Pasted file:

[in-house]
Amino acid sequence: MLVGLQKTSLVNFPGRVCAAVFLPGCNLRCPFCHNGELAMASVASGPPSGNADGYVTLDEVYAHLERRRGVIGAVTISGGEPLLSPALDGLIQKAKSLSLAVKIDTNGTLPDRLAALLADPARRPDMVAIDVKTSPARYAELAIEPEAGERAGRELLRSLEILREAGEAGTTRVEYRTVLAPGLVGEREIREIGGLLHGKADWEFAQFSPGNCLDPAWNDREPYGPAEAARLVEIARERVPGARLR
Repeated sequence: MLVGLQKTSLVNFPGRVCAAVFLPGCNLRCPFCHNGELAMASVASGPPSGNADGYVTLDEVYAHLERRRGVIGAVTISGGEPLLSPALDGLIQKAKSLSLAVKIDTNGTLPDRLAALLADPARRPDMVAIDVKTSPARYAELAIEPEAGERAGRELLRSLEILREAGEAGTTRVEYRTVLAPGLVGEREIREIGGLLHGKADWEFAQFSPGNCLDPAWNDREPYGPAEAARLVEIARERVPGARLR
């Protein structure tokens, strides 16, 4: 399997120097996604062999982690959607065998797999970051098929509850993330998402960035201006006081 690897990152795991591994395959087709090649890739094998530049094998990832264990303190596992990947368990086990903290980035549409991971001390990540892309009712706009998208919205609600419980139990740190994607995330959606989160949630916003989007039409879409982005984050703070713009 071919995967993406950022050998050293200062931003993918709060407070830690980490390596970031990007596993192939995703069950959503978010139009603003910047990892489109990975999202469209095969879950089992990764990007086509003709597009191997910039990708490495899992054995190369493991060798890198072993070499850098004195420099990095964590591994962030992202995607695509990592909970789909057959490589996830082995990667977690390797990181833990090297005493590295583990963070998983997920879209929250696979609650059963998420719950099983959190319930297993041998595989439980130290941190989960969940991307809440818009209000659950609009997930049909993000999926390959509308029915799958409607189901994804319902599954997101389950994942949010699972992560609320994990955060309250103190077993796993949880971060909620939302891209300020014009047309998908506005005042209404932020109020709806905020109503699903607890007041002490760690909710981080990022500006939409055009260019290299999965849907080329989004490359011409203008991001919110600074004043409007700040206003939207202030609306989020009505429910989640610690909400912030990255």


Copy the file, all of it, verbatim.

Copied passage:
[in-house]
Amino acid sequence: MLVGLQKTSLVNFPGRVCAAVFLPGCNLRCPFCHNGELAMASVASGPPSGNADGYVTLDEVYAHLERRRGVIGAVTISGGEPLLSPALDGLIQKAKSLSLAVKIDTNGTLPDRLAALLADPARRPDMVAIDVKTSPARYAELAIEPEAGERAGRELLRSLEILREAGEAGTTRVEYRTVLAPGLVGEREIREIGGLLHGKADWEFAQFSPGNCLDPAWNDREPYGPAEAARLVEIARERVPGARLR
Repeated sequence: MLVGLQKTSLVNFPGRVCAAVFLPGCNLRCPFCHNGELAMASVASGPPSGNADGYVTLDEVYAHLERRRGVIGAVTISGGEPLLSPALDGLIQKAKSLSLAVKIDTNGTLPDRLAALLADPARRPDMVAIDVKTSPARYAELAIEPEAGERAGRELLRSLEILREAGEAGTTRVEYRTVLAPGLVGEREIREIGGLLHGKADWEFAQFSPGNCLDPAWNDREPYGPAEAARLVEIARERVPGARLR
């Protein structure tokens, strides 16, 4: 399997120097996604062999982690959607065998797999970051098929509850993330998402960035201006006081 690897990152795991591994395959087709090649890739094998530049094998990832264990303190596992990947368990086990903290980035549409991971001390990540892309009712706009998208919205609600419980139990740190994607995330959606989160949630916003989007039409879409982005984050703070713009 071919995967993406950022050998050293200062931003993918709060407070830690980490390596970031990007596993192939995703069950959503978010139009603003910047990892489109990975999202469209095969879950089992990764990007086509003709597009191997910039990708490495899992054995190369493991060798890198072993070499850098004195420099990095964590591994962030992202995607695509990592909970789909057959490589996830082995990667977690390797990181833990090297005493590295583990963070998983997920879209929250696979609650059963998420719950099983959190319930297993041998595989439980130290941190989960969940991307809440818009209000659950609009997930049909993000999926390959509308029915799958409607189901994804319902599954997101389950994942949010699972992560609320994990955060309250103190077993796993949880971060909620939302891209300020014009047309998908506005005042209404932020109020709806905020109503699903607890007041002490760690909710981080990022500006939409055009260019290299999965849907080329989004490359011409203008991001919110600074004043409007700040206003939207202030609306989020009505429910989640610690909400912030990255």